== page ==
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Posts Tagged ‘Rent-seeking’

Kesempatan Ketiga untuk Birokrasi

April 2nd, 2011 humas No comments

Sumber: kompas.com

Jika masyarakat dihadapkan pada pilihan mengurus surat izin mengemudi dengan biaya: di atas seratus ribu dan di bawah seratus ribu, sudah pasti opsi kedua yang akan diambil. Masalah apakah yang mengeluarkan SIM itu kepolisian atau pihak lain, bahkan swasta, tidak jadi soal.

Kira-kira seperti itulah salah satu ilustrasi reformasi kelembagaan yang sudah berjalan di Jerman. ”Ini sekadar contoh bagaimana biaya transaksi itu menjadi isu penting untuk rasionalisasi birokrasi. Biaya transaksi yang lebih murah menjadi salah satu ukuran efektivitas birokrasi,” jelas Direktur Eksekutif Indef Ahmad Erani Yustika.

Jika biaya transaksi untuk memberdayakan birokrasi lebih besar ketimbang menggunakan institusi privat, pelayanan publik itu bisa ditransfer kepada pihak yang bisa melakukannya dengan lebih efektif.

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Rent Seeking

December 17th, 2008 humas 12 comments

Oleh: David R. Henderson
Sumber: www.econlib.org

//www.econlib.org/library/Enc/pics/HendersonRent seeking“  is one of the most important insights in the last fifty years of economics and, unfortunately, one of the most inappropriately labeled. Gordon Tullock originated the idea in 1967, and Anne Krueger introduced the label in 1974. The idea is simple but powerful.

People are said to seek rents when they try to obtain benefits for themselves through the political arena. They typically do so by getting a subsidy for a good they produce or for being in a particular class of people, by getting a tariff on a good they produce, or by getting a special regulation that hampers their competitors.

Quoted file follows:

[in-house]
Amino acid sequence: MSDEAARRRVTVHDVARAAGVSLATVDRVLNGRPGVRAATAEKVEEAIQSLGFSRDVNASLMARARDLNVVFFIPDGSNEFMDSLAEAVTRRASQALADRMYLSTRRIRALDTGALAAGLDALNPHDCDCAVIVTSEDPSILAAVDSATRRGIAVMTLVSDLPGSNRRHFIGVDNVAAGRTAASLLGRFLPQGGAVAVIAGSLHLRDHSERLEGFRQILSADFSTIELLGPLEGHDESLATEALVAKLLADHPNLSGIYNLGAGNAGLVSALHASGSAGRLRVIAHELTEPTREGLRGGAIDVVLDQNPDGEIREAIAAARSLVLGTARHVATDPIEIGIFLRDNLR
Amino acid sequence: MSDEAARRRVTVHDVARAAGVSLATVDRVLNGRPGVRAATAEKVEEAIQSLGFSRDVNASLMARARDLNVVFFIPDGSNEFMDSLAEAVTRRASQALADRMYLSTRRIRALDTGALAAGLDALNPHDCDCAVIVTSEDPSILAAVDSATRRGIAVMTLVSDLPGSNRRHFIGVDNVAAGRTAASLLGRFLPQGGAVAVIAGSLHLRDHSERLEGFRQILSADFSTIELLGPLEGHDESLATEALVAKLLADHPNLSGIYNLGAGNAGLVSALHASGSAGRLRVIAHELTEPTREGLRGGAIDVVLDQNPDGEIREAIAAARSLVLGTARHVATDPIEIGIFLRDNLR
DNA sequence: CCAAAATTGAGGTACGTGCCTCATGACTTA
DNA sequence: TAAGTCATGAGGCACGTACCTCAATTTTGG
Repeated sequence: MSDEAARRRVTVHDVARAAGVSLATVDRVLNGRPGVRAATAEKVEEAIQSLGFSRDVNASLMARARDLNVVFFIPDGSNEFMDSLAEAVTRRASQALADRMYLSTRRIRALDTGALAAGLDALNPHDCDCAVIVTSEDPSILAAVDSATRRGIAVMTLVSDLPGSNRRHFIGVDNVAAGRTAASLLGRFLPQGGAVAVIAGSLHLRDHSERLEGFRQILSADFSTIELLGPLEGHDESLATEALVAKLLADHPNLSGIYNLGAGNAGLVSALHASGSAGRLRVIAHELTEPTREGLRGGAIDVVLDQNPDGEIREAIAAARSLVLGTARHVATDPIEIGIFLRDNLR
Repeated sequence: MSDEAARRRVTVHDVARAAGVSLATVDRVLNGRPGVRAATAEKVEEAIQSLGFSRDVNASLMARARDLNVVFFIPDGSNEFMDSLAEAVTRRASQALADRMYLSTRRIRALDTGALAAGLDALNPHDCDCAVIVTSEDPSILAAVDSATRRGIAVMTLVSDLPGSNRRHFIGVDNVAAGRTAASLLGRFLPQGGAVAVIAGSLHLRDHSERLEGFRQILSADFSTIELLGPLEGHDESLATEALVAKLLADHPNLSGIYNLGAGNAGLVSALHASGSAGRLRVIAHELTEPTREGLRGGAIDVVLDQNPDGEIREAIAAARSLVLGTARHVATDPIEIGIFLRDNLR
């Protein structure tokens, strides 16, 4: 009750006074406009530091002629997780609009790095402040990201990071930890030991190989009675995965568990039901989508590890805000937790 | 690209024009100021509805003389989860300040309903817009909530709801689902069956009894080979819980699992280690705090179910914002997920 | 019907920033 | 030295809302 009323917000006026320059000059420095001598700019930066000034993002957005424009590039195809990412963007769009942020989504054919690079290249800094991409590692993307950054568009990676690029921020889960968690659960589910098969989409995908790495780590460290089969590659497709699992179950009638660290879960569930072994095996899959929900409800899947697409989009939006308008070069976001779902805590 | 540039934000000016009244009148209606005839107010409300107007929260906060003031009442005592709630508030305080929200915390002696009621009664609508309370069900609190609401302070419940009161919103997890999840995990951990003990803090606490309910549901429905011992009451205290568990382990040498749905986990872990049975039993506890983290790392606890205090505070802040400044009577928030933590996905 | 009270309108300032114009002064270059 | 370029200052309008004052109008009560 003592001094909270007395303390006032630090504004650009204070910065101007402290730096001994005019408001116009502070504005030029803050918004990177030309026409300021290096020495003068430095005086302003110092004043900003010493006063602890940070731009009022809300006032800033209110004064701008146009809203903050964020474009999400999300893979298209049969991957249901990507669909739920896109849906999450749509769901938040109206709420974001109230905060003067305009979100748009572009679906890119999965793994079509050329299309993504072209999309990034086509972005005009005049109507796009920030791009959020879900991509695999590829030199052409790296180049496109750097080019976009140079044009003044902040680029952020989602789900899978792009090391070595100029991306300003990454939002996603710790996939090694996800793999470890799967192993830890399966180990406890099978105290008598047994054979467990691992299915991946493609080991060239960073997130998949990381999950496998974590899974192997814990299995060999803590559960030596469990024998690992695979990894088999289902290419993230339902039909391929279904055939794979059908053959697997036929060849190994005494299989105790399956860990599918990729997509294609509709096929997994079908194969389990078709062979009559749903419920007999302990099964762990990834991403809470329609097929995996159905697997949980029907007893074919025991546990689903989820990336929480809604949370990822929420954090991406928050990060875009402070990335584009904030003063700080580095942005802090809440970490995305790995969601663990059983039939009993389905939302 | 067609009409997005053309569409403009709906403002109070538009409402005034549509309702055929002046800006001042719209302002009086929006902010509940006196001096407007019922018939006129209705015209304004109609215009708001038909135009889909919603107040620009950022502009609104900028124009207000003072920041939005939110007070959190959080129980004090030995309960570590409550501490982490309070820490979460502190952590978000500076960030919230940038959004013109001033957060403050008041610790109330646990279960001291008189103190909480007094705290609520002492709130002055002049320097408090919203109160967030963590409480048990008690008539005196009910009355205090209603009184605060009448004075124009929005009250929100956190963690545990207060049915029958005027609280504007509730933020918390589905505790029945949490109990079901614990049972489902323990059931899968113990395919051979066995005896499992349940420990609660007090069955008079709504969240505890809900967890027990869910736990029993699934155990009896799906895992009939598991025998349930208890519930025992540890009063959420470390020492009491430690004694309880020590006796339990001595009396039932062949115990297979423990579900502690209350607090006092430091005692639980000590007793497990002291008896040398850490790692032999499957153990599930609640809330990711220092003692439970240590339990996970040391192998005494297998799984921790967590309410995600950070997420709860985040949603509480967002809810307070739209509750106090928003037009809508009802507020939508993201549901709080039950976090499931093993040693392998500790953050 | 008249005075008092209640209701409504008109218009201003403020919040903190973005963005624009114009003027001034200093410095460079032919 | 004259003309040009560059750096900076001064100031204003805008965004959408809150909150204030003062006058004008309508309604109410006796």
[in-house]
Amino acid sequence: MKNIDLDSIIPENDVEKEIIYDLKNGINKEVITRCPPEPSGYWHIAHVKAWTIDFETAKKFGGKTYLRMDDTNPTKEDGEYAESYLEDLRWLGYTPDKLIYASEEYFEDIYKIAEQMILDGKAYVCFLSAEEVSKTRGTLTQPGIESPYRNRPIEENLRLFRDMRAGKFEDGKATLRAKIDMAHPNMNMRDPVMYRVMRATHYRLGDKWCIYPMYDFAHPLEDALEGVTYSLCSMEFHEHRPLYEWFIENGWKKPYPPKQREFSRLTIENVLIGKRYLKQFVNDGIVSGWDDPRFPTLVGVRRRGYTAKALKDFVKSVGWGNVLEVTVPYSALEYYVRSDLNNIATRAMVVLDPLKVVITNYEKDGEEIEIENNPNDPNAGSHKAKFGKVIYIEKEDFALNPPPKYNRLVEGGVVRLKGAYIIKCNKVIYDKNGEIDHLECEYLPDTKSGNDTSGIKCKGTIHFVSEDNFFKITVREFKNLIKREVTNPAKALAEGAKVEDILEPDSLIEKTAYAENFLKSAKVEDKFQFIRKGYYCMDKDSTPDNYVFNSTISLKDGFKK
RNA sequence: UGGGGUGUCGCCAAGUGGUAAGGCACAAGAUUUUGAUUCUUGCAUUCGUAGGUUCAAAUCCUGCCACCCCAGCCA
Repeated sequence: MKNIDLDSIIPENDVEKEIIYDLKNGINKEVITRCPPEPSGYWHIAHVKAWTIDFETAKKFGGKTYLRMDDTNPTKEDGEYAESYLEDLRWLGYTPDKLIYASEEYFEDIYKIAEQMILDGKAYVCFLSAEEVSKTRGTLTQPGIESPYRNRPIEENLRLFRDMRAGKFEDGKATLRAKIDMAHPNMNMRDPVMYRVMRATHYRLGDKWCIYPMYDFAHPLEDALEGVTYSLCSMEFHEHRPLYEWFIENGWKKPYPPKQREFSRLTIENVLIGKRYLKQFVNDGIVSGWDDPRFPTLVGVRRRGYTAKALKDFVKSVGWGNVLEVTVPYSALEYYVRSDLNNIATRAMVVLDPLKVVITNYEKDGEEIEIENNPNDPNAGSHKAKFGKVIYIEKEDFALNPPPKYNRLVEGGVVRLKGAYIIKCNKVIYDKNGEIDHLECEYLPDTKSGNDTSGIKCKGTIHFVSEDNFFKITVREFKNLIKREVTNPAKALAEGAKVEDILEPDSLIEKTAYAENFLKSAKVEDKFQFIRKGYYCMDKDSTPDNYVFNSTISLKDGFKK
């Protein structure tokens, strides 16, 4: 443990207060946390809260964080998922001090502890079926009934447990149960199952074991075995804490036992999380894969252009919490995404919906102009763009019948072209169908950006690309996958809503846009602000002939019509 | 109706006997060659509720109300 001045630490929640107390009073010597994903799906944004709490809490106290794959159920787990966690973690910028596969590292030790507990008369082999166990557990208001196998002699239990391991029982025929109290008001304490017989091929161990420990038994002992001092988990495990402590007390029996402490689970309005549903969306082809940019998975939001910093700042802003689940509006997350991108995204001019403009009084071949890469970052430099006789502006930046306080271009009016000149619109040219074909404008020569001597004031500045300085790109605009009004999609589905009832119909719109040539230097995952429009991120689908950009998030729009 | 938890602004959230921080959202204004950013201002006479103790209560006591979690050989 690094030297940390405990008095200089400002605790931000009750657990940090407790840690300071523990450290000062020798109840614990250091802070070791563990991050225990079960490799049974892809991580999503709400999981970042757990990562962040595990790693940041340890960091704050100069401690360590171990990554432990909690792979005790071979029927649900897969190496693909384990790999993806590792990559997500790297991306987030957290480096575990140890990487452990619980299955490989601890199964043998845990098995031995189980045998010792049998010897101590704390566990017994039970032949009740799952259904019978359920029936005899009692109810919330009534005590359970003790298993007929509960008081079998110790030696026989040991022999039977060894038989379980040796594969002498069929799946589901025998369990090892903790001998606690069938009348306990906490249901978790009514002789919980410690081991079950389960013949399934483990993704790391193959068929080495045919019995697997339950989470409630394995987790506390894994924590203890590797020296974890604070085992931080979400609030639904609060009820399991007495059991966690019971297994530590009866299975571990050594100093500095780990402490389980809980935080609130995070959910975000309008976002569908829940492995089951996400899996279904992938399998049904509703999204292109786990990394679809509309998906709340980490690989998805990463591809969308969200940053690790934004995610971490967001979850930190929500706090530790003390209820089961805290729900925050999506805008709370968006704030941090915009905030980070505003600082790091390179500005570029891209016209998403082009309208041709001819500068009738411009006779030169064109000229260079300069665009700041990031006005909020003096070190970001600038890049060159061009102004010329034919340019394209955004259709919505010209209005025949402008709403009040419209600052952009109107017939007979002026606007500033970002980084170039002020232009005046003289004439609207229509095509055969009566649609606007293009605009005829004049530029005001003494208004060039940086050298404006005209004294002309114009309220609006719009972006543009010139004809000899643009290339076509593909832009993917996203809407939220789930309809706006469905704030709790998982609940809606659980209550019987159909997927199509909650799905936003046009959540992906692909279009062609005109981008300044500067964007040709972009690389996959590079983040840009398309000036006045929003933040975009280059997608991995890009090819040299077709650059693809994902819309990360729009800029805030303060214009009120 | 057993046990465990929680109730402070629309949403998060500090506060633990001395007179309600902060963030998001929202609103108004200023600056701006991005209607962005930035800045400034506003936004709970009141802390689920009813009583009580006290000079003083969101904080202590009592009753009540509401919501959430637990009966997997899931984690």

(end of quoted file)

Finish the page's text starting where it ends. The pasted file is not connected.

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Economic Performance through Time

October 31st, 2008 humas 1 comment

Douglass C. North
Sumber: nobelprize.org

I
Douglass C. NorthEconomic history is about the performance of economies through time. The objective of research in the field is not only to shed new light on the economic past but also to contribute to economic theory by providing an analytical framework that will enable us to understand economic change.

A theory of economic dynamics comparable in precision to general equilibrium theory would be the ideal tool of analysis. In the absence of such a theory we can describe the characteristics of past economies, examine the performance of economies at various times, and engage in comparative static analysis; but missing is an analytical understanding of the way economies evolve through time.

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